The next best thing? Reading books and listening to podcasts by people you admire. My hands-down favorite is the stellar Tim Ferriss Show.
8. Learn to stop focusing on yourself. Didn't they use to call us the "Me Generation"? We do think too much about ourselves, and it makes us miserable: what you think one person or the world owes you; how people less deserving than you are richer and more successful; how everyone else on the road, the office, and the world is dumber and less useful to society than you. There’s plenty of stuff that’s wrong with the world, but if that’s all you ever see, you might be an asshole. Do something good for others and contribute to society. Whining is a waste of energy.
9. Become unapologetically passionate about what you do. In short, be a lover, not a hater. Don’t let the hipsters make you feel that passion is corny. People like that don't produce anything but snark. I used to worry so much about what haters and snarky people might say that it's kept me from just making stuff and putting it out there and creating meaningful connections with interesting people. If you look at all the best stuff out there now in the world, from Star Wars to Tesla and everything in between, these were made by people who had an unshakeable commitment to and laser focus on making their crazy dreams a reality.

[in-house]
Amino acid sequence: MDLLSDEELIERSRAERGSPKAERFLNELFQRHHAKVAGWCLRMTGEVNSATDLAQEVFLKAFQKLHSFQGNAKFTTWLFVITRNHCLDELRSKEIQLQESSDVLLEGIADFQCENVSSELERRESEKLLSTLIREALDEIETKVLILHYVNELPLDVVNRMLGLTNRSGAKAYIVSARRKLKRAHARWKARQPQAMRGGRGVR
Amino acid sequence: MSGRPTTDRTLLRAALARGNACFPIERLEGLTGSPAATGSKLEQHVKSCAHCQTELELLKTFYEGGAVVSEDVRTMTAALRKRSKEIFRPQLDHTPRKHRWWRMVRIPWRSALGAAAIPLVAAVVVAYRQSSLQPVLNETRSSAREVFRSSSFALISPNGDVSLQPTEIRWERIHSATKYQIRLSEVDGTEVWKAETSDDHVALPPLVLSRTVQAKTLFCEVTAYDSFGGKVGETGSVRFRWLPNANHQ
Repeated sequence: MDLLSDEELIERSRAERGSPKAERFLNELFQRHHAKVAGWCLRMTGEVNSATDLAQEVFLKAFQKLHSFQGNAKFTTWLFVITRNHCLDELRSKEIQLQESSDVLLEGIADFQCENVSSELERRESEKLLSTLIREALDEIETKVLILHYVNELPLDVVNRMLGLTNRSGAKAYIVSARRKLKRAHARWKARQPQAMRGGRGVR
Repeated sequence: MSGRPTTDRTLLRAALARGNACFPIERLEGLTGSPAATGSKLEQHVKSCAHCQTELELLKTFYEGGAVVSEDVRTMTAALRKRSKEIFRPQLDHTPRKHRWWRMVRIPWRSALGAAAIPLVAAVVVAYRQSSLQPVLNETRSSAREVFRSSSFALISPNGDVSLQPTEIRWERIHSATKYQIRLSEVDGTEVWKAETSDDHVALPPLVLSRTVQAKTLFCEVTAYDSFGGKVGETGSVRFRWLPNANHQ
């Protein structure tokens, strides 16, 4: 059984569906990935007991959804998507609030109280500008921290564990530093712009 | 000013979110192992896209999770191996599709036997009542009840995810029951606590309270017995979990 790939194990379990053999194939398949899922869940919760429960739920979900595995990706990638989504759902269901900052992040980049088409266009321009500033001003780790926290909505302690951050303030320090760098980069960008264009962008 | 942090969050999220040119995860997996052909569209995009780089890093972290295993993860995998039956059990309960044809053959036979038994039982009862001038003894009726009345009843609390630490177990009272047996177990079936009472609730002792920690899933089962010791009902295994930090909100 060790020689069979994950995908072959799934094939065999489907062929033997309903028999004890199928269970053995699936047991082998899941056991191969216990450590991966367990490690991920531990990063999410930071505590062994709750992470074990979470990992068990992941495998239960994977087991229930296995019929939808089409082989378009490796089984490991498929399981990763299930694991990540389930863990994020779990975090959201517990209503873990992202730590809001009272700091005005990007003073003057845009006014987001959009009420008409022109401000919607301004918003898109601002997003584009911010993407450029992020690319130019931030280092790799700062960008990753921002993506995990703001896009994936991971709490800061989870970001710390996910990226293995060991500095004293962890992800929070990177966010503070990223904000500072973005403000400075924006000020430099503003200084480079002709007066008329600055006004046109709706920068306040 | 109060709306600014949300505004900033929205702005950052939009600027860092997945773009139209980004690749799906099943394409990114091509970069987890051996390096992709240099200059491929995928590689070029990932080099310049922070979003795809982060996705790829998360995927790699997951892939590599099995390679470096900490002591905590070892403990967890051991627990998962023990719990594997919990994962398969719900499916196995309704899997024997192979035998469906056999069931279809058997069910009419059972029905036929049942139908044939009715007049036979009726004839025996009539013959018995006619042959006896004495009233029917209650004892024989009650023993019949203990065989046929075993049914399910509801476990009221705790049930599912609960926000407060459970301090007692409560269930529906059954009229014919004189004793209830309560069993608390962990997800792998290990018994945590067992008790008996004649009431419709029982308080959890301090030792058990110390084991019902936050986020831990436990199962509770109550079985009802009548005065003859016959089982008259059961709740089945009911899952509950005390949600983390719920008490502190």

10. Commit. The only true freedom, they say, is in commitment. To what? That’s up to you, but don’t do it because you’re too lazy or scared to explore. Do it because you've found something or someone you can't live without. By all indications, commitment over time --- showing up everyday, no questions asked --- is the way to unlock your Super Saiyan self.
I missed a ton because I wanted to commit to a strict list of ten things! I'm sure you have your own tips about making your thirties better than your twenties. I'd love to hear them in the comments! :)
If I had to add another one, it would be this:
11. Appreciate and understand your parents as people and take better care of them. Maybe you haven't always seen eye to eye, or maybe you've taken for granted how much sacrifice it's actually entailed supporting your dependent butt since you were a baby. Whatever the case, you start to get that they're people with as many vices and virtues as you. Besides, who knows if you still have another thirty years with them? Furthermore, you're at the age now, especially if you're a parent yourself, where you're realizing how right they are about a lot of things.